The Versatility of Liquid Ring Vacuum Pumps – from contaminated fluids to priming action
Liquid ring vacuum pumps work on a similar principle to a rotary vane compressor or rotary vane pump. The liquid ring vacuum pump effectively stirs the liquid it is pumping into a vortex, creating a pressure seal without the complexity of diaphragms, valves or a reciprocating element. Liquid ring pumps are simple to operate and therefore low in maintenance as the rotor is the only moving part. They are also efficient because their operation is based on rotary motion rather than reciprocation and their design is inherently low in friction.
Developed over 100 years ago, their design has been steadily refined and today they remain a popular choice for a wide range of applications in many different industries. Standard materials of construction include bronze or stainless steel for the impeller and cast iron or stainless steel for the housing. Other materials such as Hastelloy are also available for special applications.
Liquid ring vacuum pumps comprise of a main body forming a cylindrical pumping chamber, with its axis horizontal. Within this, a vaned impeller is eccentrically mounted (i.e. its axis of rotation does not align with the axis of the chamber; it is parallel to it and somewhat lower). Inlet and outlet ports are located in the flat endplates with their positioning being very important.
Product Download Operation In use, vacuum pumps are about half-full with liquid and the rotation of the impeller churns it into a vortex-type motion around the wall of the pumping chamber. The spinning liquid effectively seals the space between each pair of adjacent vanes into individual cells.
The cells vary in size as they rotate through a complete revolution. At the very bottom the length of the cell is equal to the radius of the chamber less the distance of eccentricity; at the top it is equal to the radius of the chamber plus the distance of eccentricity.
As a cell rotates upward from the bottom, its length increases which reduces the pressure within it. Conversely, on the second half of the rotation, the cell is descending and its length is reducing, which pressurises the cell.
The inlet port is located on the upstroke side of the rotation, so that the reducing pressure sucks fluid into the chamber. A short time later it is pumped out of the chamber through the outlet port located 180degs away on the downstroke side.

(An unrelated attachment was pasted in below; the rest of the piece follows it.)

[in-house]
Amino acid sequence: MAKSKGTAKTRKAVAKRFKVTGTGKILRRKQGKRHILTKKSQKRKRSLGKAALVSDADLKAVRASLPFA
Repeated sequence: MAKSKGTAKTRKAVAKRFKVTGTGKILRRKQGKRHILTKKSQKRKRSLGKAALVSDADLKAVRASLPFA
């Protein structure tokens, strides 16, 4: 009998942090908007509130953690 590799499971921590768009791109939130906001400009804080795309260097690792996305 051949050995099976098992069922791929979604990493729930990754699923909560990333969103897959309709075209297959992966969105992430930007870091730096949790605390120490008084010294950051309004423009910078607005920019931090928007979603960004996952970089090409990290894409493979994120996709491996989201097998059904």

Liquid ring pumps are available as single-stage or double-stage units. Although theoretically possible, three- and more-stage units are rare. Typically, a two-stage pump has a single shaft and two aligned but separate compression chambers, each with its own impeller.
Typical uses include ancillaries on steam turbines, papermaking machines, groundwater management, vacuum distillation and vapour recovery. They come in a range of sizes, with small ones used on applications in laboratories and larger ones used across many industries. One duty for which they are very popular is priming larger pumps in installations like clean and foul water pumping stations and heavy industries.
EuroVacuum Products supplies both single- and double-stage pumps, the former producing vacuum pressures to 33mbar, and the latter to 0.5mbar. Both are available in monobloc, lantern and bare shaft versions and in a range of sizes.
Their design allows the use of oil as a service liquid without the need for compromise in efficiency. At the same time they can handle contaminated fluids, which makes them highly reliable in applications such as abattoirs and sewage works, where hard and relatively large solids are frequently entrained in the process fluid and can cause abrasion.
Furthermore, they are popular in the chemicals and plastics industries, where aggressive fluids are in use. Eurovacuum Products can offer ATEX certified liquid ring systems for most Gas groups IIA and IIB and zone 21 and 22.
Liquid ring pumps are popular with food manufacturers and packers because the constant flushing helps to maintain hygiene standards. It is also notable that limescale does not build up so much in constant flow pumps as it does on reciprocating designs that cyclically stop and reverse the direction of fluid flow.
Plastics industries use vacuum pumps in many ways – to provide non-contact handling of parts, to dry products and degasification materials, for foaming and for laminating sheet materials together. Papermakers use vacuum pumps in their dewatering plants and printers use them for handling of sheets of paper – particularly those that have just been printed and likely to still be wet.
In the medical world, dentists’ drills tend to be vacuum-driven, while liquid ring vacuum pumps are also widely used on sterilisers because of their ability to withstand steam.
Chemical industries use many vacuum pumps for degassing, coating, cooling, impregnating, pneumatic conveying, solvent recovery and even thin film deposition. Even greater use is made in environmental processes, such as biogas production, sewage treatment, water aeration and filtration and liquid recovery.
Operation and installation manual: